Banks beware – the scope of the Quincecare Duty applies to individuals
On 14 March 2022 in Philipp v Barclays Bank UK Plc  EWCA Civ 318 the Court of Appeal gave further guidance on the extent of the Quincecare duty owed by banks to their customers.
What is a Quincecare duty?
It is well established that banks have a duty to use reasonable skill and care in carrying out customers’ orders which includes not complying with instructions if they have reasonable grounds for believing the order was an attempt to misappropriate funds.
This duty, called the Quincecare Duty (after Barclays Bank PLC v Quincecare Limited) establishes that banks will be liable if they:
- execute an order knowing it to be dishonestly given;
- shut their eyes to the obvious fact of dishonesty; or
- act recklessly in failing to make the inquiries that a prudent banker would.
Mrs Philipp and her husband had been defrauded of almost all of their life’s savings in a sophisticated authorised push payment fraud (APP Fraud) by fraudsters posing as the representatives of the Financial Conduct Authority and the National Crime Agency. Mrs Philipp had attended two of the bank’s branches and authorised payments of £400,000 and £300,000 having recently transferred the funds in from her and her husband’s savings.
Mrs Philipp brought proceedings against Barclays arguing that it had breached its duty to observe reasonable care in carrying out her instructions.
In January 2021 Barclays obtained reverse summary judgment against Mrs Philipp, in part on the basis that the duty only extends to circumstances where the attempted misappropriation is by the customer’s agent (for example where a dishonest director seeks to defraud the company of which they are a director ).
Mrs Philipp appealed, and the Court of Appeal has overturned the summary judgment ruling.
In addition to Mrs Philipp’s submissions the Court of Appeal also heard from the Consumers Association, which had been granted the right to make submissions as an intervening party.
To date, case law on the Quincecare Duty had concerned scenarios where agents of the customers (corporate entities) had sought to defraud them. However, Birss LJ’s judgment in Philipp v Barclays considered the key cases on the Quincecare Duty and confirmed that an agent is not required for the Quincecare Duty to be engaged. At [29 – 30] Birss LJ explains:
It is worth noting that the purpose of the duty identified by this logic is to protect the customer. Although from the bank’s point of view one can see that in the cases of instructions by agents, the duty also works for the benefit of the bank to save it from liability caused by acting without instructions, that is not the reason the duty exists. It does not exist to protect the bank.
Crucially the line of reasoning identified does not depend on whether the instruction is being given by an agent. It is capable of applying with equal force to a case in which the instruction to the bank is given by a customer themselves who is the unwitting victim of APP fraud provided the circumstances are such that the bank is on inquiry that executing the order would result in the customer’s funds being misappropriated.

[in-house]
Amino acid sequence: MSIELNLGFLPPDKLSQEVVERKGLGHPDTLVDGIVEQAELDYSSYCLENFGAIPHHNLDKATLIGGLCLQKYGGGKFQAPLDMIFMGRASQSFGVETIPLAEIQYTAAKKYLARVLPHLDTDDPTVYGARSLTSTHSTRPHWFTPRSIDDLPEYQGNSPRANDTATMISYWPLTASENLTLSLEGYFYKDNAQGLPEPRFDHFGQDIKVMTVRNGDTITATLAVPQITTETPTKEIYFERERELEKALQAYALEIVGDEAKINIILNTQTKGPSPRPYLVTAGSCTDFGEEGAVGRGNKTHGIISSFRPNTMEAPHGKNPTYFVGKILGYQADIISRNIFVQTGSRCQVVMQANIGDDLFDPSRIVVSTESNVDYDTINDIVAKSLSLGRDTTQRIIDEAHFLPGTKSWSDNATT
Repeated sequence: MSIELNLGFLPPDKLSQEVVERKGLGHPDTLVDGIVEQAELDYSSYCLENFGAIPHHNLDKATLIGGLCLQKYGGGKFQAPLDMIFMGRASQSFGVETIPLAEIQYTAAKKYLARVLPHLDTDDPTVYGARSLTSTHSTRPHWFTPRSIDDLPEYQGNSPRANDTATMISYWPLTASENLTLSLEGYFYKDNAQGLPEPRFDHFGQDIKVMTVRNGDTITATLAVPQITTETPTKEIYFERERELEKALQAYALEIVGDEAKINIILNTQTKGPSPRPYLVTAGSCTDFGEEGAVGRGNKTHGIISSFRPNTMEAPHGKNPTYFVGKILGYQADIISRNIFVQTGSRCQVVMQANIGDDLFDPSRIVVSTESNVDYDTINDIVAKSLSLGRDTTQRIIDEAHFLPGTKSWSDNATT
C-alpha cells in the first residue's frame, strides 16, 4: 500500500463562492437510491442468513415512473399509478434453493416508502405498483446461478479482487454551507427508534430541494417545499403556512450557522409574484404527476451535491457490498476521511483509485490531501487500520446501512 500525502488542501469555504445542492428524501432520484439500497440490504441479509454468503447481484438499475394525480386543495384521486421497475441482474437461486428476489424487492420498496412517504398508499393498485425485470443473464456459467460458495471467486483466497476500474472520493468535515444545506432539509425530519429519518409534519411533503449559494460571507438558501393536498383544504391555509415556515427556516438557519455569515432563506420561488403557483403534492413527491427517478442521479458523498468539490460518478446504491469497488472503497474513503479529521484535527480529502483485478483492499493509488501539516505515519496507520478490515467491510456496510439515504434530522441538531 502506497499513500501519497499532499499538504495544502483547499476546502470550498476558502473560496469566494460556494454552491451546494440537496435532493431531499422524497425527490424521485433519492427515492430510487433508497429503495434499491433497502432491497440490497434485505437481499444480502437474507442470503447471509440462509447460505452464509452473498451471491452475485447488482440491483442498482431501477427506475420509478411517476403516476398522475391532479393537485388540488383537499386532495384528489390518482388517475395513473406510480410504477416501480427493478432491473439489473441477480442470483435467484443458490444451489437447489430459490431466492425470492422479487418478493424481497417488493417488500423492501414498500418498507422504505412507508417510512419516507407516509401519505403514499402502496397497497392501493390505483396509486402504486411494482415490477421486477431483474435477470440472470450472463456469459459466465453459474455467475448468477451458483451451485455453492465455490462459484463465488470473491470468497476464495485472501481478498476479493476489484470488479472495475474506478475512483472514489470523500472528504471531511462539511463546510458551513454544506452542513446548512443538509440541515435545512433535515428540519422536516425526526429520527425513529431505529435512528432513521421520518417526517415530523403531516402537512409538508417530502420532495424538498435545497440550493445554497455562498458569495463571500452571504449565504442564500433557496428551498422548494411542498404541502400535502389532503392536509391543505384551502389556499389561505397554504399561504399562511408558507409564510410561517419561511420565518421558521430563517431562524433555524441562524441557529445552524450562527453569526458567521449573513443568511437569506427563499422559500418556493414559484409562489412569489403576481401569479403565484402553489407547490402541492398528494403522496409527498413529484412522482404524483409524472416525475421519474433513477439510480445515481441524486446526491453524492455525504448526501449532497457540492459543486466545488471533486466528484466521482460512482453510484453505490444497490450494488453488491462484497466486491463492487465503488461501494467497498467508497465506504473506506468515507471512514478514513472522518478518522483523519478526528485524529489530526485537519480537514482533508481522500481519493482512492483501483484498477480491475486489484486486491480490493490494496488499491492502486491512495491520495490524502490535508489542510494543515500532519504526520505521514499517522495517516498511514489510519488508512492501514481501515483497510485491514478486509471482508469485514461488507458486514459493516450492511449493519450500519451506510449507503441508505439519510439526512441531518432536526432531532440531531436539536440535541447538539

In reaching the decision to overturn the summary judgment ruling, Birss LJ considered a number of other factors which indicated that the matter should be dealt with at trial rather than on a summary basis, At  Birss LJ stated:
Whether this case succeeds at trial or not will depend on the evidence and findings of fact at trial about ordinary banking practice both in terms of what would put an ordinary prudent banker on inquiry and what such a banker would then have done about it if they were. Of course one can always pose a question of duty in the abstract, but another way of looking at this is to say that the relevant duty to do something or refrain from doing something (make inquiries and/or refrain from paying out in the meantime) only kicks in when the circumstances are such that the ordinary prudent banker is put on inquiry. Put that way it is manifest that one cannot decide whether there was actually a duty in this case until one examines the question of fact as to what facts were manifest at the time, and also what facts an ordinary prudent banker would have expected to be aware of. This again illustrates why this case ought not be decided on a summary basis. [emphasis added]
This decision will likely have significant ramifications for financial institutions and consumers. By confirming that the Quincecare Duty is not reliant upon an agency relationship, it opens the scope of the duty to a much wider range of customers who may have suffered from a fraud. With recent rises in fraud and computer misuse and UK Finance reporting a 71% increase in APP fraud during the first half of 2021 , this could prove significant.
Equally, Birss LJ’s comments suggest that claims involving the Quincecare Duty are unlikely to be suitable to for summary judgment given the need (amongst other things) for factual evidence on banking practice. This may make it more challenging for Financial Institutions to deal with Quincecare claims at an early stage.
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